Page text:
The Story of Many Strollers

A single man who traveled the world said, “I don’t care about a no-smoking plane, give me a no-baby plane.” You have all heard them:  the baby that can’t stop crying, the parents that are too uptight to relax with the two year old, or felt the kid behind you kicking your seat on a four hour flight.

Meeting April, and deciding to have JJ, meant we were going to become “those” parents. Travel was in us, and having a child meant we had to re-arrange how we were going to travel.

Boarding a plane in Alaska a young woman said to her two year old “Ok, you are running around too much, I am cutting off your bloody Mary’s.” We looked at her and smiled. She was relaxed, confident, and knew the kid needed to “get his wiggles out,” but she was also clearly, a veteran traveler.  A quick inquiry led to her sharing a few comments…that traveling was great with kids, it just takes two ingredients: a sense of humor and preparation.

JJ’s First Trip

JJ was six weeks old when he took his first trip. Going to Oregon from Phoenix to meet his grandparents (my folks who are in their 80’s- their first, and only, grandchild). We were fortunate that April’s mom was coming with us (the perfect nanny, someone who has been on every continent but Antarctica and makes a sport of finding cheap airfares).

Before JJ’s birth we had gone to the local baby store and the 22 year old mother of four told us the best stroller to get (Grayco, cost more than a months salary of a surgical intern).  The car seat fit inside of  it, and it had lots of room, big wheels; we were soon road ready.  Before heading out we went back to the baby store and the 35 year old mom said: “You don’t want that stroller- you need something easy, something that you don’t mind if the airline breaks it.”

That’s when we learned that a sixty-dollar Snap-N-Go was perfect. We would tag the stroller for a gate check , roll him right through the jet way, and April would swoop him to his seat while I snapped the stroller and car seat…and off we went.

It was a perfect system,  until JJ hit the 18-pound mark, and the car seat didn’t fit him anymore (he is a long kid, the NBA is calling). Lunch at the Biltmore one day, we discovered the fancy baby place. The strollers were “rad” – and could contort so JJ could sit right up to the table. We were sold.

Taking out a mortgage to pay for the stroller wasn’t as bad as getting the stroller into the jetway- and trying to pack it for the plane. Wonderful once we arrived in Alaska, but horrid to travel with.

Back in Phoenix: another trip to the baby store and a consultation with a 45-year-old mom led us to finding the nicest umbrella stroller.  Light, durable, big wheels, and easy to pack and GO. Not just an umbrella stroller, , and we cbut it can lay back so he can nap, and we can peek in and look at him.  This is the perfect system: the car seat is now checked baggage.

THE DIAPER BAG: one bottle, two bottle, zero bottle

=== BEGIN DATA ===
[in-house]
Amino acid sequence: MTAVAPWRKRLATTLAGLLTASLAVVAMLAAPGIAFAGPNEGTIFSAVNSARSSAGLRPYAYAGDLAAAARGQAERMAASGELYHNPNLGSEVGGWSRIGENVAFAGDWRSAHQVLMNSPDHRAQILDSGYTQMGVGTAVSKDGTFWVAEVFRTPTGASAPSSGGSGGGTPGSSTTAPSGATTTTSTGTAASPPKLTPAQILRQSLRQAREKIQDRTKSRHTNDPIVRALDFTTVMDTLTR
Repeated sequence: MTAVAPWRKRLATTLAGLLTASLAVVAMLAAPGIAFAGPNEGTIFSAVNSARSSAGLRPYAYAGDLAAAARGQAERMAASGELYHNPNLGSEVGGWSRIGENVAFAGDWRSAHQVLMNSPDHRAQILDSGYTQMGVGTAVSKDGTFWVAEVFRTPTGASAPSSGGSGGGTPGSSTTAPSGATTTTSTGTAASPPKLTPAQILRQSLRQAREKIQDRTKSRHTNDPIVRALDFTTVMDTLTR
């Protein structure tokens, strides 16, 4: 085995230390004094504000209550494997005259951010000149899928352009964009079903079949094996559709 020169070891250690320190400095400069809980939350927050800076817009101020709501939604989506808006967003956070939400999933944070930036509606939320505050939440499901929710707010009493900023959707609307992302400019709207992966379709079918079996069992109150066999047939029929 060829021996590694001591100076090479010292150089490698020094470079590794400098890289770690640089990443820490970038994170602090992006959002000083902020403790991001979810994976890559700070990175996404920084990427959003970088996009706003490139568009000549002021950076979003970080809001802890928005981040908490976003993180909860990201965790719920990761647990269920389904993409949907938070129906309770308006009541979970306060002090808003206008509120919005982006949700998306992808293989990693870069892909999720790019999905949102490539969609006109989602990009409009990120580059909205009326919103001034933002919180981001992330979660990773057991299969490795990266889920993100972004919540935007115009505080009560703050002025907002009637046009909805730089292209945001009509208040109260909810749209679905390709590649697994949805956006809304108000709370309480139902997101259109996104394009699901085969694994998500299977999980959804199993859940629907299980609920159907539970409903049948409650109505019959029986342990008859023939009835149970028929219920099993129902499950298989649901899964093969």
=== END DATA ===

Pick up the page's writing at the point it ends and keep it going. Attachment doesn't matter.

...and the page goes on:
Formula, yes you need it,  and you have to pack it. And of course, you have to assume that every trip will take you twice as long as you can imagine, and you have to be ready for that. Do you breast feed (ok, not a personal question – one of us is a doctor after all), or do you take a lot of stuff with you (if they want to throw it out,  look indignant and ask “You want to throw out my breast milk?” — in a loud voice, naturally). Even if you breast feed, be sure to bring lots of  packages of formula , and buy the water bottle on the OTHER side of security.

Liquid formula, you really shouldn’t bother. This is an invitation for TSA to strip search you, your baby, and then put the formula through chemical tests. Finally, after that circus, they might let you move on. It’s always dry formula, folks — take my word for it, they will  yawn as you pass through security.

Do you think you need the extra- fussy- soy only, goat milk enriched formula? No,  you don’t. What you need is  something (s)he will drink, and be happy with. (One of us is a doctor, remember?)  So,  if you can’t get the powder ahead of time, that is to say that you didn’t prepare,  get whatever you can because the baby will be just fine. You however may need a gin and tonic.

Wipes, bring  lots of them. There is one rule:  your baby will, just before you are going to board the plane,  have the largest poop in human history. And of course it will be finger-painted on all the clothes. So to summarize: wipes, lots of them, and don’t skimp on the wash cloths either.

Change of clothes, yes of course, for the baby, and for YOU. (2 sets at a minimum). Remember, the the poop-apocalypse is coming.

Do not save poopy clothes in the airport or the airplane, into the trash they go. Even if they are polo engraved by Ralph himself (baby will grow out of them next week anyway). Travel with clothes for the baby that you can toss , and don’t you dress in your Sunday best, either.

Diapers, yes, you’ll need them (so will the baby).

Let’s talk about the bottle.  Being the couple who thinks they prepare well, we had the perfect baby bottle ready for JJ on his trip back from Oregon. As the plane ascended he happily drank from it,  and fell asleep (all the passengers in the six rows around me smiled).  As the plane was landing the sure-handed surgeon dropped the bottle, where it rolled back four aisles never to be seen again (we understand it is now in Philadelphia). Thankfully JJ loved his pacifier – and slept until landing- ears without trauma, and happy fellow passengers.

Lesson learned: we now carry three bottles with us, yes THREE.  And one more note – if you want to nurse your baby in the plane, be my guest. Keep that baby happy, and we’re all happy.